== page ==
No-way Jose! Although Oscar Barnack picked 24x36 for his film camera, that doesn't mean I have to pick FF for digital. Size matters and smaller is better—end of story. By concentrating on FF CaNiSonIc is forcing me to go to Apple or Samsung for both my still and video cameras.

Check-out this video https://bit.ly/2PP6K1T Both picture and 3D sound (Sennheiser Ambeo) were recorded on an iPhone. Here's the BTS video https://bit.ly/2QJEwqU

When the FFMPanasonic arrives Moore's Law will have been at work for another year, and smart-phones will be smarter. Are you getting the picture (NOT a pun, just a descriptive phrase).

When my iPhone XS arrives I'll be singin':
So long, it's been good to know ya
So long, it's been good to know ya
So long, it's been good to know ya

I don't buy into the squeeze from the bottom. After all, Sony's 1" sensors helped several manufacturers carve out a niche (for several manufacturers in the presumed-to-be-dead compact market.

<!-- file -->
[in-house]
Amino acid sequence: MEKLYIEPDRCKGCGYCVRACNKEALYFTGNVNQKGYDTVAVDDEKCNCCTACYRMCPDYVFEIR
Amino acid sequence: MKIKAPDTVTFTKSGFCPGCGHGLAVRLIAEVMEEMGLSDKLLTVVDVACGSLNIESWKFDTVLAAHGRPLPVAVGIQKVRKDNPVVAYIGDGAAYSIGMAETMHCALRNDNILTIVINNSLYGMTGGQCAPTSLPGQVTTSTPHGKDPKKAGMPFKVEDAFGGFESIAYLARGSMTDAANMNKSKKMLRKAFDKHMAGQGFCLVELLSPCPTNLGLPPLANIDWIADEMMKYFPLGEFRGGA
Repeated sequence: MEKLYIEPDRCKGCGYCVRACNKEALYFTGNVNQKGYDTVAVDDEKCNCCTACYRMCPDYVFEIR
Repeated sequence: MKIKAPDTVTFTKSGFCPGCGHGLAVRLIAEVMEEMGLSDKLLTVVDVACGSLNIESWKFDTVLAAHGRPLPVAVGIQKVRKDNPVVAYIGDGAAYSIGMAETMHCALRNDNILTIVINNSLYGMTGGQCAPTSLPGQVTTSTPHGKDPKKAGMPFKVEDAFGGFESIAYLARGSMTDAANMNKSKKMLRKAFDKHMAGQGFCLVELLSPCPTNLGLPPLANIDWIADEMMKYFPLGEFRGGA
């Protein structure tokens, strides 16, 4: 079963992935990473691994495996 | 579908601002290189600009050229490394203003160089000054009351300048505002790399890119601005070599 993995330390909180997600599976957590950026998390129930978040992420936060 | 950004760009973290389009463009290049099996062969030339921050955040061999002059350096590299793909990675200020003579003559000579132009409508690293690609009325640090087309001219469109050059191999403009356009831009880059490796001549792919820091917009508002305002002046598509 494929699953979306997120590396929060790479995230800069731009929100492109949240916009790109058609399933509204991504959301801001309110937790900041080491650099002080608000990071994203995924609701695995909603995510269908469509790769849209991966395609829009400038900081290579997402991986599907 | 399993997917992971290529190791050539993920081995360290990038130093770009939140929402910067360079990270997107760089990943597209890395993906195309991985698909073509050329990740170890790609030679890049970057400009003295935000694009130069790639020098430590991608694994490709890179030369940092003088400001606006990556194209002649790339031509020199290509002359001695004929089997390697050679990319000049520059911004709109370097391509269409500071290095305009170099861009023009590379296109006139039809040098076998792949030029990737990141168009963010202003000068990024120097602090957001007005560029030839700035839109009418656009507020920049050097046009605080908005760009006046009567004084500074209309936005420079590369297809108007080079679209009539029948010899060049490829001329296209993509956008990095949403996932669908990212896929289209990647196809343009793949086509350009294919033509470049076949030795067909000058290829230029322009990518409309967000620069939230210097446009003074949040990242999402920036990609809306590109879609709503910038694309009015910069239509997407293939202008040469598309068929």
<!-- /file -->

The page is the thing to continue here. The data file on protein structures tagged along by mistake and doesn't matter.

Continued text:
Rather, I think it's because (most of) we photographers have this ingrained belief that "bigger is better". Years ago, 35mm was the ideal balance between film size and cost/practicality for most people. In the DSLR era, it's been APS-C, but costs of FF have been dropping, FF systems offer the broadest selection of gear, and it's no more impractical than it ever was.
The thing that doesn't come up in that is image quality. In film days, 35mm was sufficient without being overkill. Indeed, compared to what we can do today, we were considerably more restricted. Today, except for shallow DOF, a 1" sensor probably meets the same standards, but sufficiency just doesn't factor in for most people, any more than it factors into their choice of a flat panel TV (what's the biggest I can afford that fits on the wall ?), cars (what's the biggest I can afford that fits in the garage), houses (what's the biggest I can afford), cell phones (you get the picture).